Most indispensable: No. 4 Taylor Lewan

As Michigan’s preseason approaches at the end of this week, WolverineNation takes a look at the 10 players who are most indispensable for the Wolverines this season. This doesn’t mean the most talented players, but rather the players, if Michigan lost them, would be in the most trouble.

ANN ARBOR, Mich. -- To many people other than Taylor Lewan, Taylor Lewan should be in his first NFL training camp right now, being hazed as a rookie and preparing for a career as a bookend tackle for whatever NFL franchise drafted him.

The redshirt senior chose to hold off on all of that for another season, surprising his teammates, his coaches and almost everyone else by returning to Michigan for his fifth season.

In doing so, he immediately remained the most talented player on Michigan’s roster and almost a lock to be a high pick in the first round of the 2014 NFL draft. If this list were based on talent, Lewan would be the No. 1 player on this list without question.

In perhaps a good sign for the Wolverines in terms of talent and depth on the offensive line, Lewan comes in fourth in our list of most indispensable players this season.

Last year’s stats: ESPN.com first-team All-American. Big Ten offensive lineman of the year. Has started 28 straight games at left tackle.

Where does he fit on Michigan’s offense/defense?

The most important piece of the Michigan offensive line and the player who will protect the blind side of Devin Gardner, Lewan is important to whatever offensive success the Wolverines have this season. He showed his dominance as a college tackle in the Outback Bowl against South Carolina superstar Jadeveon Clowney, where he held up well against the presumed No. 1 overall pick in the 2014 NFL draft.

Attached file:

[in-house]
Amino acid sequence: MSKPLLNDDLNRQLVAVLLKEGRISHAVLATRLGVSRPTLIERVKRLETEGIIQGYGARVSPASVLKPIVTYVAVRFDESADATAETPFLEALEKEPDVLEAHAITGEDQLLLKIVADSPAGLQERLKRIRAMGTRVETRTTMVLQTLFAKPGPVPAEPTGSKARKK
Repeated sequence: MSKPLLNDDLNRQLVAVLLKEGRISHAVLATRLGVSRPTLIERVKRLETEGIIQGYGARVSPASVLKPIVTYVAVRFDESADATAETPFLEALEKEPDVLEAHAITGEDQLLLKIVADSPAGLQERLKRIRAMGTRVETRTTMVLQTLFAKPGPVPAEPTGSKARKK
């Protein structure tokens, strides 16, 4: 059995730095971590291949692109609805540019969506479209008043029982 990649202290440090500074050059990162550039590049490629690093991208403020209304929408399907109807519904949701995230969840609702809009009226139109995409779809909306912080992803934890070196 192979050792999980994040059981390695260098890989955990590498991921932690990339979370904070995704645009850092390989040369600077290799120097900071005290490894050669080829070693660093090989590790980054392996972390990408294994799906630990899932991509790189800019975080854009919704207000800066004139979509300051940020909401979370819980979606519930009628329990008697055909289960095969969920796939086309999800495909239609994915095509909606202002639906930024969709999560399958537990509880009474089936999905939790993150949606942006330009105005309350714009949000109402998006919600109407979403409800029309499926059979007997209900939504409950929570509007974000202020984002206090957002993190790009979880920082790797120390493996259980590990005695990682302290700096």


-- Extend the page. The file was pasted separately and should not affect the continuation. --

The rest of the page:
Beyond his obvious skill -- and a spot Michigan does not have to worry about this fall from a leadership or production perspective -- having Lewan return gives the young, talented lineman another player to learn from and look up to. It also gives Michigan more stability since there will only be three new starters instead of the possibility of four new starters with the fifth, Michael Schofield, likely playing a new position had he left.

What happens if he’s out of the lineup?

This is a question Michigan hopes it will not have to answer this season. Michigan has depth, but it is vastly inexperienced depth. The likely answer is one of two scenarios. The first would involve Schofield moving from right tackle to left tackle and either kicking Ben Braden out to right tackle or sliding Erik Magnuson into the spot. If Michigan moved Braden to right tackle, then you’d see a combination of either Joey Burzynski, Chris Bryant or Graham Glasgow move to left guard. The other option is to keep Schofield at right tackle and slide Braden from left guard to left tackle. The same replacements would slide into the left guard slot.

As mentioned before, Michigan would not want to have to mess with any of these scenarios.

Bottom line, why is he critical to Michigan’s season?

Multiple reasons. He’ll likely help out, at least early on, with Michigan’s offensive line adjustments from a play-to-play basis to make sure everyone is lined up and blocking either solo or in tandem correctly. He’ll be protecting Gardner, which is more important than normal because of the inexperience and actual lack of bodies behind him on the depth chart.

He also has the potential to be Michigan’s best offensive lineman since the last player to wear No. 77 -- Jake Long. Long kept Chad Henne upright for the majority of his career and ended up as the No. 1 pick in the 2008 NFL draft. Players like Long -- and Lewan -- are almost irreplaceable for what they can bring from a talent, experience and intangible perspective. Losing Lewan would be a big issue for Michigan.